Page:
Pamela Geller, author of the book The Post-American Presidency and an opponent of the proposed World Trade Center Islamic Center poses for a portrait inside her home on August 3, 2010 in New York City.
Jason Andrew—Getty Images
By Qasim Rashid
May 6, 2015
IDEAS
Rashid is an attorney, national spokesperson for the Ahmadiyya Muslim Community USA and author of Talk to Me.

There’s an important history behind America’s free speech laws to which the anti-Islam hate group behind the “Draw Muhammad Contest,” is wholly ignorant. While the Islamophobe leading this hate group believes she’s a free speech champion, remarkably comparing herself to Rosa Parks, in reality America’s current free speech model developed as an attempt to protect — not demonize — religious and racial minorities. “U.S. law only began to protect hateful speech during the 1960s,” writes Garrett Epps. “Southern state governments were trying to criminalize the civil-rights movement for its advocacy of change. White Southerners claimed that the teachings of figures like Martin Luther King or Malcolm X were ‘hate speech’ and would produce ‘race war.’”

Courts sided with American icons like Dr. King, Malcolm X, and Rosa Parks, not because they advocated unpopular ideas of hatred or destruction — but because they faced ongoing hatred and destruction at the hands of racist white southerners. As the Southern Poverty Law Center, the Anti-Defamation League, and leading Jewish American Rabbis note, Geller represents the antithesis of the moral courage that was Rosa Parks.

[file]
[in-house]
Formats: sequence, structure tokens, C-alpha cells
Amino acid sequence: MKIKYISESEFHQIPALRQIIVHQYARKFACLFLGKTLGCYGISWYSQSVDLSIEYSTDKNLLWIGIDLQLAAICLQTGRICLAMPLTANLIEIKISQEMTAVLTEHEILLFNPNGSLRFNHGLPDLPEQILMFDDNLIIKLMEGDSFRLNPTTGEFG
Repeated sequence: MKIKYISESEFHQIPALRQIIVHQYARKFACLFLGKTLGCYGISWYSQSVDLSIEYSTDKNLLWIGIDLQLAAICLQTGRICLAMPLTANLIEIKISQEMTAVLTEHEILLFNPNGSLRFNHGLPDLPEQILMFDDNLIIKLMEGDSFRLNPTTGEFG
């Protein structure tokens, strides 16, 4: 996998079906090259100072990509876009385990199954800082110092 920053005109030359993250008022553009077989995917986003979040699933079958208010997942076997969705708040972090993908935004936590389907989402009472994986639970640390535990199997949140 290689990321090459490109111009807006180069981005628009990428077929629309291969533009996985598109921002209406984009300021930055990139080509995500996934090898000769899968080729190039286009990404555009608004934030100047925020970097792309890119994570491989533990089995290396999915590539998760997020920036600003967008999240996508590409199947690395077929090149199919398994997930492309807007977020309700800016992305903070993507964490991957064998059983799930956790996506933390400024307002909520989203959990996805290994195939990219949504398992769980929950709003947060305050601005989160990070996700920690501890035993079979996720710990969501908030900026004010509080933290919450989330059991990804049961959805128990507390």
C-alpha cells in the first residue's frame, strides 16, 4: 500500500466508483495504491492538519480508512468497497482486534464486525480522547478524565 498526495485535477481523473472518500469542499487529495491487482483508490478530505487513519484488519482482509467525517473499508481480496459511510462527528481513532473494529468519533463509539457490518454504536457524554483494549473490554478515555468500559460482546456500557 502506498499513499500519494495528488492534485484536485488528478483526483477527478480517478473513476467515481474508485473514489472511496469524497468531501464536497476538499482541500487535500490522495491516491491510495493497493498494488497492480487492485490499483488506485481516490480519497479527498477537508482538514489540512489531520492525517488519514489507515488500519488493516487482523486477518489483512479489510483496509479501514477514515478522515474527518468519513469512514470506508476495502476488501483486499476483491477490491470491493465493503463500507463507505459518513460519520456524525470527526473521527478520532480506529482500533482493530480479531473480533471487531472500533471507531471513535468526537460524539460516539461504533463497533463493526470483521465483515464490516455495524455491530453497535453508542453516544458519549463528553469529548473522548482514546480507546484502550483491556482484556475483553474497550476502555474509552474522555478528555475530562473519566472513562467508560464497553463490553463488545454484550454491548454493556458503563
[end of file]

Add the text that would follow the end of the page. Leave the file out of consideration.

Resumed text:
Repeated demonization can inspire violence. This is a fact. “During the Holocaust, the Nazis went beyond making us social outcasts; they systematically slaughtered our people with unspeakable cruelty. Because we know so well what it is like to be outcasts, we must never, through our deeds or words, make others into modern-day lepers,” says Rabbi Rick Jacobs, president of the largest Jewish denomination in North America. “[W]hat [Geller] does, what she represents, has no place in a Jewish community that is built on tolerance and understanding.”

We, as society, must do better. Rather than fall for the fallacy that what Geller advocates is free speech, recognize that as human beings our strength rests not in sticking to the bare minimum the law permits, but in elevating our civility to the highest levels possible.

We cannot defeat terrorist groups like ISIS by following ideology that serves only to demonize the other. Rather, we counter such extremism with better, more compassionate, and more pluralistic concepts that are universal to all people — respect, integrity, and justice.

At an international peace conference in the United Kingdom His Holiness the Khalifa of Islam Mirza Masoor Ahmad wisely remarked, “Let it not be that in the name of freedom of speech the peace of the entire world be destroyed.” This simple lesson in personal accountability is the key to establishing peace. No law, no matter how specific, can legislate morality — and speech is essentially a moral issue. If we truly want peace, society must rise above the intolerance that Geller and ISIS alike espouse.

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